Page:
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ZZTOP SOFT

Controlling EM Pinball with an Atari 800XL

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Hi. I want to present my latest project: Controlling an electromechanical pinball machinne with an ATARI 800XL.

Unlike electronic pinballs, electromechanical or "EM" have no electronic components, so all its operation is based on relays, coils and coils with a combination of mechanisms (called banks or units) that allow a primitive form of data storage (RAM).

 

Well, my goal is to replace all this stuff with an Atari 800XL and buid a small controller board as an I / O.

 

The machine chosen is one of my favorites of the late 70's: Gottlieb's Centigrade 37. Recently a friend gave me just the playfield, in not very good condition, so I'll have to retouch some cracks and repopulate it, ie buy all post, rubbers, bumpers mechanisms, and many other things. Also rebuild a proper cabinet.

 

And finally the programming, which I will in Basic, by now, with the plus of being compiled and put into a cartridge to load automatically when you turn on the machine, like electronic pinballs does. Anyway I hope rewrite the program in assembly... later, to win some advantages of the processing speed.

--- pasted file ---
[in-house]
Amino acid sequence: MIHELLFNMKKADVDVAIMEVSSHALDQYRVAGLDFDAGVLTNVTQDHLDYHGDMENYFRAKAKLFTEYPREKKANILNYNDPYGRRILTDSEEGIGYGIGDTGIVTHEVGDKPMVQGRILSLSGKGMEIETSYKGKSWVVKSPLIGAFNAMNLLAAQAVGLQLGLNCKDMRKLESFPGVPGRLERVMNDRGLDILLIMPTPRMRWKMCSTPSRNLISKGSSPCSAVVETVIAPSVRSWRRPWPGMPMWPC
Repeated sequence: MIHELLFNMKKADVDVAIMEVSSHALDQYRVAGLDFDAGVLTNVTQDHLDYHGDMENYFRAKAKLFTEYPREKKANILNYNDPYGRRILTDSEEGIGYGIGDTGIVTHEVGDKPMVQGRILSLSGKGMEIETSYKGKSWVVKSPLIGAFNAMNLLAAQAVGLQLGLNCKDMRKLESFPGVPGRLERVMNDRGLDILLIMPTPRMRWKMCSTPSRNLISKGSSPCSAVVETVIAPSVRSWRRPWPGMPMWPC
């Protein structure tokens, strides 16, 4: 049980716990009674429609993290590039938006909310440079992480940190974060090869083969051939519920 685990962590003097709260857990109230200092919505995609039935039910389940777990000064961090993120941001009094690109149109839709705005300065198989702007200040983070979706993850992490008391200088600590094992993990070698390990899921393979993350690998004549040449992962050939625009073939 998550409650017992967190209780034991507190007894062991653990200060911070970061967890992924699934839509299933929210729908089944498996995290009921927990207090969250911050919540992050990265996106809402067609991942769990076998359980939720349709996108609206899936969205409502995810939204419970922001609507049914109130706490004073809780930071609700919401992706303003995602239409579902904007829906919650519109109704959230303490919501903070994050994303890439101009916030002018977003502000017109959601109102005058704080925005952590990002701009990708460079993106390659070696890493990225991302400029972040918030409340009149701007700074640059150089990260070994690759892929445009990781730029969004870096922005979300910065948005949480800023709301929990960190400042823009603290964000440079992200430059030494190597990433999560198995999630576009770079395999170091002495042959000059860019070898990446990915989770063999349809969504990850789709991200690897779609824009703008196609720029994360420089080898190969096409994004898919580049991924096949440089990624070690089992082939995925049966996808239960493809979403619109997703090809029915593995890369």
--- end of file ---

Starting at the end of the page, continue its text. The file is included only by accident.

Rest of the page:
Yeah, I heard about Arduino's and other similar hardware`s but this is ATARI AGE ¿right? We, and I, are from that time and I love it!

So... up and atom! :-D

 

This is the playfield I have

zenti1.jpg

 

and the cabinet

zenti2.jpg

 

 

Inside the cabinet of a real Centigrade 37

zenti10ca.jpg

As you can see, getting all those parts and wired it correctly are impossible. Besides very expensive.

When the project ends, the cabinet are almost empty.

 

ZZT

Edited by ZZTOP SOFT
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Neat idea! I'm very interested in seeing your progress. My parents were given a couple of partially-working pinball machines by my uncle a few years back, and this might give me some inspiration to try to get the mechanisms working again.